I'm also not one of those, in the words of one former Vice President of the USA, "effete intellectual snobs" who carry on in a holier-than-thou mode about the injustices in this world or the next. I'm an engineer, colorless, odorless and wholly focused on getting each job done right - first time, every time.

On the day in question in this story, Charlie Company of the 1st Battalion (Mechanized), 50th Infantry was patrolling in a free fire zone (FFZ) in Binh Thuan Province well away from our base at LZ Betty outside Phan Thiet, the nuoc mam capital of the World. No kidding, it really was, and the nuoc mam "factories" seemed to be corrugated tin sheets leaning against buildings and covered with rotting fish which dripped their vile brew into waiting clay pots at the end of each rill. When the wind blew over LZ Betty, we were glad to be in the field!

At this stage of the war after the U.S. force reductions had already begun, one of our common missions was "training" the Army of Vietnam (ARVN) units in offensive operations. Many of those training missions deserve a book themselves, so I'll just get on with this story.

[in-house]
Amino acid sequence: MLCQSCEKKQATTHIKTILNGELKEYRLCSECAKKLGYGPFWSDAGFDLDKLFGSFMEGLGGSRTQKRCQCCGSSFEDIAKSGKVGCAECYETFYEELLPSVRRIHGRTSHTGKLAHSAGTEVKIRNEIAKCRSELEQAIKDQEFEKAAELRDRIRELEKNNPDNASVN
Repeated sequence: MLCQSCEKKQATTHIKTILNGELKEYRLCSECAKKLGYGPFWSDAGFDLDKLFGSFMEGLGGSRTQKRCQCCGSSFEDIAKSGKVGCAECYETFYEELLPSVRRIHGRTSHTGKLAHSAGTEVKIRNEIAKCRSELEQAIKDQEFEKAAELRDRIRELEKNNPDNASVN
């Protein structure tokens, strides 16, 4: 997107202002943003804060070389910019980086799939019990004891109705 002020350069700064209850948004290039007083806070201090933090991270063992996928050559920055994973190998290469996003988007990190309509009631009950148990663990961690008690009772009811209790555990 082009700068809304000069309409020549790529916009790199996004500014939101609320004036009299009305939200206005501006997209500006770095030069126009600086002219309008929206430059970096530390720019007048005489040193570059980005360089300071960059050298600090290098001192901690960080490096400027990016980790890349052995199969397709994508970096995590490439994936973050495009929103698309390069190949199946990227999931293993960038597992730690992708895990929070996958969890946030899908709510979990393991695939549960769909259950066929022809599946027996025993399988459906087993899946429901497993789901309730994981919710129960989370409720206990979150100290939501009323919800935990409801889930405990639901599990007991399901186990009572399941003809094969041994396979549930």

The records show that during early 1970, the period of this story, the battalion continued combat operations and support of the Pacification Program in the Thien Giao District and adjacent areas under the operational control (OPCON) of Task Force South.

The enemy was gradually increasing the intensity of standoff attacks and small unit actions, and enemy activity throughout the II Corps area dramatically increased on 31 March 1970, with battalion sized and larger attacks attempting to overrun friendly units to tie U.S. forces down before the Cambodian incursion that kicked off on 29 April 1970. Beaten off, enemy action diminished from mid April onwards to sporadic standoff attacks of varying intensity, as the enemy fragmented their surviving forces into smaller elements that presented smaller targets and focused their planning in the district on preparations to mass in early May for a symbolic major attack on our battalion rear at LZ Betty.